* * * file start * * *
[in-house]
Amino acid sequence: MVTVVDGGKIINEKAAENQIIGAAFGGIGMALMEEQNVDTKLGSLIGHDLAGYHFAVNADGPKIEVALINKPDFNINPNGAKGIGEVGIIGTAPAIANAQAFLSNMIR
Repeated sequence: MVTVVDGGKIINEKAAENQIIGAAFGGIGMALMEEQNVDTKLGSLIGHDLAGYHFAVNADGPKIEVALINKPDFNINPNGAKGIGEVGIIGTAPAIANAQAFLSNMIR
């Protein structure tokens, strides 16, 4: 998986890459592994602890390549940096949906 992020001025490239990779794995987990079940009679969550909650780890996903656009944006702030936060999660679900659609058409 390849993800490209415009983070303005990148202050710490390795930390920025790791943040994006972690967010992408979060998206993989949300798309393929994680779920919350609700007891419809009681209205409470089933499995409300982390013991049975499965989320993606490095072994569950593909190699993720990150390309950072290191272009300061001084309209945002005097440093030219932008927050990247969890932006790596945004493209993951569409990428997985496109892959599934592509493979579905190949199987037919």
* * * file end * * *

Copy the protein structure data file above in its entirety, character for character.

[in-house]
Amino acid sequence: MVTVVDGGKIINEKAAENQIIGAAFGGIGMALMEEQNVDTKLGSLIGHDLAGYHFAVNADGPKIEVALINKPDFNINPNGAKGIGEVGIIGTAPAIANAQAFLSNMIR
Repeated sequence: MVTVVDGGKIINEKAAENQIIGAAFGGIGMALMEEQNVDTKLGSLIGHDLAGYHFAVNADGPKIEVALINKPDFNINPNGAKGIGEVGIIGTAPAIANAQAFLSNMIR
């Protein structure tokens, strides 16, 4: 998986890459592994602890390549940096949906 992020001025490239990779794995987990079940009679969550909650780890996903656009944006702030936060999660679900659609058409 390849993800490209415009983070303005990148202050710490390795930390920025790791943040994006972690967010992408979060998206993989949300798309393929994680779920919350609700007891419809009681209205409470089933499995409300982390013991049975499965989320993606490095072994569950593909190699993720990150390309950072290191272009300061001084309209945002005097440093030219932008927050990247969890932006790596945004493209993951569409990428997985496109892959599934592509493979579905190949199987037919």